China Power

The Growing Spotlight on China’s Cyber Activities

Recent Features

China Power

The Growing Spotlight on China’s Cyber Activities

Two new reports shed light on what many perceive as a growing problem — China’s alleged use of cyber-espionage

Not too long ago, China's network of hackers was often described as a loose collection of freelancers, who sought to penetrate the computer systems of international businesses and governments out of a mix of nationalist fervor and opportunism.  But security experts have increasingly come to see both political and industrial espionage as the work of professional intelligence agencies.  This view has given added credence by a new report from the computer security firm Mandiant. According to Mandiant, the Chinese army is running a veritable hacking factory in the suburbs of Shanghai – and doing contract work for China's vast state-owned companies.

Mandiant's report claims that a group known for several years as “APT1,” one of the world's most prolific groups of hackers, is almost certainly part of PLA Unit 61398.  Unit 61398, a bureau of the Chinese signals intelligence service, has been previously connected to cyber-warfare, but not to specific intrusions.  The report claims that it has been responsible for dozens of attacks on foreign companies and governments (which it doesn’t name due to confidentiality agreements) although it seems to be primarily responsible for spying on English-speaking organizations.

The report comes as concern is rising about cyber-espionage.  The American administration is reported to be planning action.  It is one of two this week tracing Chinese attacks to their source – the other, from Dell's SecureWorks via Bloomberg, puts a face to the attacks but reveals little about his institutional links.  It is worth noting that both SecureWorks and Mandiant stand to profit as businesses become more worried about internet security.

There are serious implications for national security and trade policy, which experts will cover better than I can.  But if true, Mandiant's report also demonstrates a startling fact about China's political economy – that big business has so much power that it is able to wield the country's national security apparatus to get a leg up in contract negotiations.  It is as though Goldman Sachs were able to use the wiretapping expertise of the NSA in order to get a leg up on its overseas competitors.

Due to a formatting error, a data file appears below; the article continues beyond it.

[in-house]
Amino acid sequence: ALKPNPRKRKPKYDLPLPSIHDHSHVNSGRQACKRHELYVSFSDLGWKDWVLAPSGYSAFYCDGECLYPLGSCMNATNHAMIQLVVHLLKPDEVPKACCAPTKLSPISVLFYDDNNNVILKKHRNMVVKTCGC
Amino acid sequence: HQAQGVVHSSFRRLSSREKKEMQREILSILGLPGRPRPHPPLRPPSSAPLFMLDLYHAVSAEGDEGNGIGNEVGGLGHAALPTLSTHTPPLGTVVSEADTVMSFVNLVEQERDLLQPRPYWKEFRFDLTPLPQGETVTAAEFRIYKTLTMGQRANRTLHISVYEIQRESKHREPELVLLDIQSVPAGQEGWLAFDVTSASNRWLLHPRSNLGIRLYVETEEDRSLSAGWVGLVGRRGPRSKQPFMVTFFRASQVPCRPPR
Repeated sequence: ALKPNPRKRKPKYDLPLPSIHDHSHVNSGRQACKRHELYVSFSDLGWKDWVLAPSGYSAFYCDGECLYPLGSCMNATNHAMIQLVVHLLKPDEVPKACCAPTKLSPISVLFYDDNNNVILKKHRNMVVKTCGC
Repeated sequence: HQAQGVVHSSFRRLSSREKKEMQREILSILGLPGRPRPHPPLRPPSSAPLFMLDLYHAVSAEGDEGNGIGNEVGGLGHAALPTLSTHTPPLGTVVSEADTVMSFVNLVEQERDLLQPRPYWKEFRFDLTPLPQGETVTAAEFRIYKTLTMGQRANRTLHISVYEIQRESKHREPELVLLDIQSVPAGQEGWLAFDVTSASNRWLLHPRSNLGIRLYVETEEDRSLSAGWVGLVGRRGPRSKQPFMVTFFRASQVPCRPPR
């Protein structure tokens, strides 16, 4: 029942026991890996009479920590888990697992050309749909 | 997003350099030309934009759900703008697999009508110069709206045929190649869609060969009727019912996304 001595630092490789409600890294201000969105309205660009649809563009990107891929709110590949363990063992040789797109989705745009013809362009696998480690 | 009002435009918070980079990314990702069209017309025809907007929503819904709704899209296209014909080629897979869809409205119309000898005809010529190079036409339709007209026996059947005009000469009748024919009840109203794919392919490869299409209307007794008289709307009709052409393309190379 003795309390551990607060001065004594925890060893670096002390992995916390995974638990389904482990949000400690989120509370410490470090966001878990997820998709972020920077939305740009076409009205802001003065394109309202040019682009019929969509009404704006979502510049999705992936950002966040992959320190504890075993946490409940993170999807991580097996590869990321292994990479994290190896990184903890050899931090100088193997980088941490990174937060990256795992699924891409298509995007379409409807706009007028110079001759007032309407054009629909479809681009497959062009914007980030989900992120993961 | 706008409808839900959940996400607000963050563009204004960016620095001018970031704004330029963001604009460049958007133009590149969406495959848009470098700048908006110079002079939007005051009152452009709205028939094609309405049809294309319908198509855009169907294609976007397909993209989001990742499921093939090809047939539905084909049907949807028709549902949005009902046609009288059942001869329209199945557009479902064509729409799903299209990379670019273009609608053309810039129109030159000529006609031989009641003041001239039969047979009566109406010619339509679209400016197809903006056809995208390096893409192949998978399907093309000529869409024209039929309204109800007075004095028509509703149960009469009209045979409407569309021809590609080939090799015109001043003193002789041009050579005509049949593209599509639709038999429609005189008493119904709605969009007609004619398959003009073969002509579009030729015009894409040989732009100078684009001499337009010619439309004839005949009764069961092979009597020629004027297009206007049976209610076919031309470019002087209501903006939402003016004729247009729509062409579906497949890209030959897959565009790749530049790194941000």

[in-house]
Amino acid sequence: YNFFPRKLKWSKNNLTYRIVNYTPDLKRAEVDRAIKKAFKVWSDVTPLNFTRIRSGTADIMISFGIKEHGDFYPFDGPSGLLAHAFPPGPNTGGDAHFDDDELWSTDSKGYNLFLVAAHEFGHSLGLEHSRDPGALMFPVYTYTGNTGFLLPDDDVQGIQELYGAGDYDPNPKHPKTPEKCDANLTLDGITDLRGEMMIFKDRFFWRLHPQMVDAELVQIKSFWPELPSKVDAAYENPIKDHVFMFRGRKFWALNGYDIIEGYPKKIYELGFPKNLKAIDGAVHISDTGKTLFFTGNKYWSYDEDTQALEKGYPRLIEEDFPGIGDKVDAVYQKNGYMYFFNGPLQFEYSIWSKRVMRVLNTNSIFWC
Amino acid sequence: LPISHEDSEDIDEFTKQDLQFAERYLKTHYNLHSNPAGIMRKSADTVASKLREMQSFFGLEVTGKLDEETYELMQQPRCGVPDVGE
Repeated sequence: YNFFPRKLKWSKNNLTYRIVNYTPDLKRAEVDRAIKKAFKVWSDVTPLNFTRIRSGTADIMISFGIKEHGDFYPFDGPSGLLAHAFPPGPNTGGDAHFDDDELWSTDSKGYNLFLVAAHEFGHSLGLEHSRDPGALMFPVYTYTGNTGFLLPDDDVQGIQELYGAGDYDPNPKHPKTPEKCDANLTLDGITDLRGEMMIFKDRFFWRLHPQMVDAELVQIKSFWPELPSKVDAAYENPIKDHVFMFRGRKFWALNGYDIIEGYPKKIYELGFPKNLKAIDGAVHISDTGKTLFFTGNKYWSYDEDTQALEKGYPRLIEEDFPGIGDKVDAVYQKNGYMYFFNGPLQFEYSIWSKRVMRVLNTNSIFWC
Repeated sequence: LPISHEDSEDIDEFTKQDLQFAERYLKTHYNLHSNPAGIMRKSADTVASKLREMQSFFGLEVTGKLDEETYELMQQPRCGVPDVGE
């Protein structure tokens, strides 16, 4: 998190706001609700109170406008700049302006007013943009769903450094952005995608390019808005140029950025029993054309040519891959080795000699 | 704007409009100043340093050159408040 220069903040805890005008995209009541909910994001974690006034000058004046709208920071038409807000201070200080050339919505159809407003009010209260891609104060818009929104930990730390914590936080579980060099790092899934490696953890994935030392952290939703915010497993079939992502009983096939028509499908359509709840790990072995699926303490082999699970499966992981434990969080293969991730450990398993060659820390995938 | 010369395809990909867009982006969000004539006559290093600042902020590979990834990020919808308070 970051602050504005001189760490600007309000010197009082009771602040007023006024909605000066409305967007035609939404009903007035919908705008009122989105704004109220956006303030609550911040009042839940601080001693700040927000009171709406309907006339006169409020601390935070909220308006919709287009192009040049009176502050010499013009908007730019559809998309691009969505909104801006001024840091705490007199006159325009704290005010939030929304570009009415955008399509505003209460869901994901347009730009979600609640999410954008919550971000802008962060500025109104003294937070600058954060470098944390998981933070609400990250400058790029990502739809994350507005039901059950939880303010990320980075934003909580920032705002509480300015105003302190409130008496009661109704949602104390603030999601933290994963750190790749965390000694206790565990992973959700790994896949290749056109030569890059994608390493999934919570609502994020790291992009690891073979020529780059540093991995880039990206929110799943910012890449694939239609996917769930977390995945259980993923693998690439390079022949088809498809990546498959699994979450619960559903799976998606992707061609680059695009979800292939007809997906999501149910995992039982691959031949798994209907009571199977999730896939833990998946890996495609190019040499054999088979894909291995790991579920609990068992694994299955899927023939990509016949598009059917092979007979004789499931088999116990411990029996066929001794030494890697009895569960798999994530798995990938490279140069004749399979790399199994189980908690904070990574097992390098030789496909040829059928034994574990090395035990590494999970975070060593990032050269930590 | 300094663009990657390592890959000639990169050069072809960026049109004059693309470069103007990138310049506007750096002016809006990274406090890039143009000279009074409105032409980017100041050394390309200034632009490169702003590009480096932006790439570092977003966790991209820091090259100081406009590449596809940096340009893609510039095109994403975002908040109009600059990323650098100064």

Mandiant argues that the work of the 61398 group has been driven by China's drive to turn its largest State owned enterprises (SOEs) into “national champions” capable of taking on global competitors in international markets – many of its known cases focused on the strategic emerging industries, a set chosen by China's leaders to receive enormous regulatory and market advantages.  Most specific cases are unnamed, but Mandiant told Bloomberg that Chinese hackers supported CNOOC's 2011 effort to bid for Chesapeake Energy's natural gas division, looking through its investment bank’s files in a form of shadow “due diligence.”

Perhaps the most extravagant case is described in the New York Times story – in which, while Coca-Cola was in talks to buy China's largest private maker of fruit juices, the 61398 group broke into its systems, evidently trying to find information about its negotiating strategy.

Although these cases are not entirely disconnected from national security – the CNOOC-Chesapeake deal was an effort to acquire technology for natural gas "fracking," which China sees as critical to its energy security – they are mostly about profits.  Look at China's oil holdings in Venezuela, acquired at premium prices and greased by government-subsidized loans, which look increasingly like a boondoggle.  Despite the state’s subsidization of the oil deals it appears that a significant amount of the oil Chinese companies buy from Venezuela is sold on the global market rather than being shipped back to China.

Even so, major Chinese companies seem to be using the intelligence capabilities of the army to support profit-seeking business activities – effectively nationalizing the reputation risk of corporate espionage, rather as Chinese banks have been accused of nationalizing the credit risk of lending to SOEs and local governments.  Chinese companies have been caught stealing technology from and spying on American rivals – but their use of the army's intelligence assets makes the problem a diplomatic issue, and creates the risk of sanctions that will affect the entire Chinese economy.  If there is to be a price for the SOE's bad behavior, it looks as though the country as a whole will have to pay it.